All in all I end up with a command line like this to start windbg to do post-mortem debugging with a minidump:

windbg -sflags 0x80030377 -g -y <directory_containing_correct_pdb_file> -z <path_to_dumpfile> <path_of_correct_executable>

02014-Feb-12, Wed 12:29
I tried this, but cv2pdb crashes on my machine, I don't understand why. Does this solution work stable for you?
02014-Feb-12, Wed 15:57
I had cv2pdb crash on me when the PDB file already existed. Deleting the PDB file from a previous run before executing cv2pdb again was a viable workaround for me.
But I just tried to apply the process described in the post again and as it turns out cv2pdb crashes no matter what. I tried the pre-compiled binaries of cv2pdb for version 0.25, 0.27 and 0.28. None of them work.
Since the last time I had to generate a PDB file (a few months) I updated MinGW. So my guess is, that the more current compiler (GCC 4.8.2) outputs some debug information cv2pdb cannot handle.
But that is just a guess. Sorry that I could not help you any further.
Should you stumble across/find a solution, please let me know.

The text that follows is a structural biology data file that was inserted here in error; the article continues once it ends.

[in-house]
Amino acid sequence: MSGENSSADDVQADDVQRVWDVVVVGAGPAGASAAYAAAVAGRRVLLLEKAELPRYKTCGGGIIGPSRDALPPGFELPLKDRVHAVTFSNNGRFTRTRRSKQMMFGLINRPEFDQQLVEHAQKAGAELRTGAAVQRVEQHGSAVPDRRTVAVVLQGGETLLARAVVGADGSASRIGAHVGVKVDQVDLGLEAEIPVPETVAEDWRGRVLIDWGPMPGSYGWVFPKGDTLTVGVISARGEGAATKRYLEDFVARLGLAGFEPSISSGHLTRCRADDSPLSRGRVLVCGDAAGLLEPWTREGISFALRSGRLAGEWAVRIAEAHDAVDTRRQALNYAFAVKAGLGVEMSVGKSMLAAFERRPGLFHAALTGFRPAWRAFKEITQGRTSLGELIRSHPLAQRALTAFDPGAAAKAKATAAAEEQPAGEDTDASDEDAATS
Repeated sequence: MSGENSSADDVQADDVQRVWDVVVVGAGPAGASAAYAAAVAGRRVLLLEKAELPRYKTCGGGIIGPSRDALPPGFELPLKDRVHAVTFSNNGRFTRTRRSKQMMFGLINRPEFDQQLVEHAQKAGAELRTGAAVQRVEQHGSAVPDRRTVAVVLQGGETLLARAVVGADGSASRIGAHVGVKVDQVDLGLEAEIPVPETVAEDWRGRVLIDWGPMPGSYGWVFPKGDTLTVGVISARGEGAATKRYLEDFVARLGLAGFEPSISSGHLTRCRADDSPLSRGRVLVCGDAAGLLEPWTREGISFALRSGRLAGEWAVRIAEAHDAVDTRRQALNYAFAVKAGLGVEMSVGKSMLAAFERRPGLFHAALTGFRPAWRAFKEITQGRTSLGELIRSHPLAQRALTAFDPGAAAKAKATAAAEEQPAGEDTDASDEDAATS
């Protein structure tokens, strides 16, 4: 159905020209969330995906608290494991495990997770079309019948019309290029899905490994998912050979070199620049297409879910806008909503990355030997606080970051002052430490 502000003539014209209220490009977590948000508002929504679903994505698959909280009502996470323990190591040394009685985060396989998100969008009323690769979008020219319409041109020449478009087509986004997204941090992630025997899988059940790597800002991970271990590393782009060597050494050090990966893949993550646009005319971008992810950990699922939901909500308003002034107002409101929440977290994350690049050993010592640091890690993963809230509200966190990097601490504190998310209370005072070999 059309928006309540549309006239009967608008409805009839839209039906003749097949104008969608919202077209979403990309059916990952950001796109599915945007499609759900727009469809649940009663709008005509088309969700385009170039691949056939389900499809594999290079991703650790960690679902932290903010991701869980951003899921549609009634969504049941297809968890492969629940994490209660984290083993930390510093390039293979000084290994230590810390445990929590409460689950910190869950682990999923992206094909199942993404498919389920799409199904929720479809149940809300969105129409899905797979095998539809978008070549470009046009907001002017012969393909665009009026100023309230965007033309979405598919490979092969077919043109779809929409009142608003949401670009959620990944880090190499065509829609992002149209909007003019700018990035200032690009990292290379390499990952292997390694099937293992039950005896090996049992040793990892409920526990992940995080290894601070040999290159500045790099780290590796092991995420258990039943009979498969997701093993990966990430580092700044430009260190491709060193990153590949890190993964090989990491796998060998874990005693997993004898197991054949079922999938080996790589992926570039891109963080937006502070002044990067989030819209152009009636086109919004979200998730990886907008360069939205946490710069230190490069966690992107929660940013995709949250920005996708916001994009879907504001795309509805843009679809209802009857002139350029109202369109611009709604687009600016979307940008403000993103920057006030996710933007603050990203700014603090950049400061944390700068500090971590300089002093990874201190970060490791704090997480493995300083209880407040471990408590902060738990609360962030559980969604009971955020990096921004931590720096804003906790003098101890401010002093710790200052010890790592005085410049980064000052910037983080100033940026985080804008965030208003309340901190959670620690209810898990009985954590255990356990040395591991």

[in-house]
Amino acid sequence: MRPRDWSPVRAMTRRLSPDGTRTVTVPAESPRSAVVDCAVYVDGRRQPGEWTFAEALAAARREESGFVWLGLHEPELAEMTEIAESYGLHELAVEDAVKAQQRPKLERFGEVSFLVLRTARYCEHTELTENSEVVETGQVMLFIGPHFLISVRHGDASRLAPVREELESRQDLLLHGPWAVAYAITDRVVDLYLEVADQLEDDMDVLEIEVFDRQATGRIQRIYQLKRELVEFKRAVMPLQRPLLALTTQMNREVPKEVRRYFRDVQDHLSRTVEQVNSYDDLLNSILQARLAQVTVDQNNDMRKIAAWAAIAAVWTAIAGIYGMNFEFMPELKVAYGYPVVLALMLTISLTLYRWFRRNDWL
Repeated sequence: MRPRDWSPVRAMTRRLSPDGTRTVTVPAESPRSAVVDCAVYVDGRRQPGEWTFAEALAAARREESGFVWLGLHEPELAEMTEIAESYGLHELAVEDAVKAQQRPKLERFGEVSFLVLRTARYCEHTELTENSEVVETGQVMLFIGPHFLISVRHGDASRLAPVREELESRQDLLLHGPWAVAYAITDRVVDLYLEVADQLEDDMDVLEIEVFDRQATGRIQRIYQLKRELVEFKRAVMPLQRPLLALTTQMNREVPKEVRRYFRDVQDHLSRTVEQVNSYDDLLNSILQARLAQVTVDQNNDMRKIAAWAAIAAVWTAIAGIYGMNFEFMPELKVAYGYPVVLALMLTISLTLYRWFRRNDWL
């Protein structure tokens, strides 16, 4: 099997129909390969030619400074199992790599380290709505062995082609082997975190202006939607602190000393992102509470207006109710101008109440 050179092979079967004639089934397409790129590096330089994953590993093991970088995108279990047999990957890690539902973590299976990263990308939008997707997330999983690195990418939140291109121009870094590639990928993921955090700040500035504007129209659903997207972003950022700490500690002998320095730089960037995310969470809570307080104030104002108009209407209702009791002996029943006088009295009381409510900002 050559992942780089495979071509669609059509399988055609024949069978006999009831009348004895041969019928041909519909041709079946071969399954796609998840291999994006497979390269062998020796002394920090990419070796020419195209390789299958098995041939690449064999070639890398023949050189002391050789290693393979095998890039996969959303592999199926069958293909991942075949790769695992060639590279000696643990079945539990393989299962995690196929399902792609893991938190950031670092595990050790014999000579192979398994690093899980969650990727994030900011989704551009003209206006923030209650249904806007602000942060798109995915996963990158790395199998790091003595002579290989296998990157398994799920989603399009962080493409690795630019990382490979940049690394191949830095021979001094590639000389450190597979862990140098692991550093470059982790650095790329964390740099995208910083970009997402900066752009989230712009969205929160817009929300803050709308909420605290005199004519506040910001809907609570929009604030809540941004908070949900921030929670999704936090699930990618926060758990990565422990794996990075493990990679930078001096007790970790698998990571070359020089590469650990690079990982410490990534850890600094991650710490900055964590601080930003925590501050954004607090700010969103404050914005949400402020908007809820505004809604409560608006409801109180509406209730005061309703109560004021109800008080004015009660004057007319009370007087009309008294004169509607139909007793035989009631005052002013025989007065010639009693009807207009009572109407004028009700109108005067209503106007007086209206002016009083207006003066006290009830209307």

02014-Mar-3, Mon 7:57
A new version of cv2pdb is available, which fixes this bug.
02014-Mar-4, Tue 12:14
Indeed it does. Thanks for the effort and letting me know!
02014-Jun-5, Thu 11:58
Is there any way to debug using VS debugger? When I load the crash dump I get this http://i.imgur.com/6umv0a2.png When I try to load symbols manually I get "A matching symbol file was not found in this folder.".
I tried to use WinDbg as well, but when I execute provided command ("C:\Program Files (x86)\Windows Kits\8.1\Debuggers\x86\windbg.exe" -sflags 0x80030377 -g -y C:\users\xyz\acquisition-bin\ -z C:\users\xyz\acquisition-bin\acquisition_20140605_110858.dmp C:\users\xyz\acquisition-bin\acquisition.exe) I get this: "The command line arguments cannot specify more than one kind of debugging to start". If I remove last argument I get to WinDbg main screen, but now how do I get to source code? Or view where the crash happened?
02014-Aug-8, Fri 22:20
I was able to use this method to debug my gcc-built binary using Visual Studio Express 2013 instead of WinDbg. It was surprisingly simple. Admittedly, my scenario is straightforward (just trying to debug a crash I'm seeing locally, not trying to debug crash dumps submitted from the field). Regardless, my steps to do so were:
1) Build binary using gcc -g [blah] as normal
2) Run cv2pdb -C blah.exe (this generated a .pdb in the same dir as the .exe). I did not strip the .exe.
3) Ran blah.exe until it crashed
4) Ran Task Manager, right-clicked on the process, selected "Create dump file" to create blah.dmp.
5) Ran Visual Studio Express 2013, File > Open, browsed to .dmp file. This shows a "Minidump File Summary" page. On the right, under an "Actions" menu, I clicked the "Debug with Native Only" option. Visual Studio automatically found my .pdb (I'd left it sitting in the same dir as the .exe), and voila - I see all my threads, I can browse the call stack of each, examine locals, see code, etc. with full debug symbols. Magical!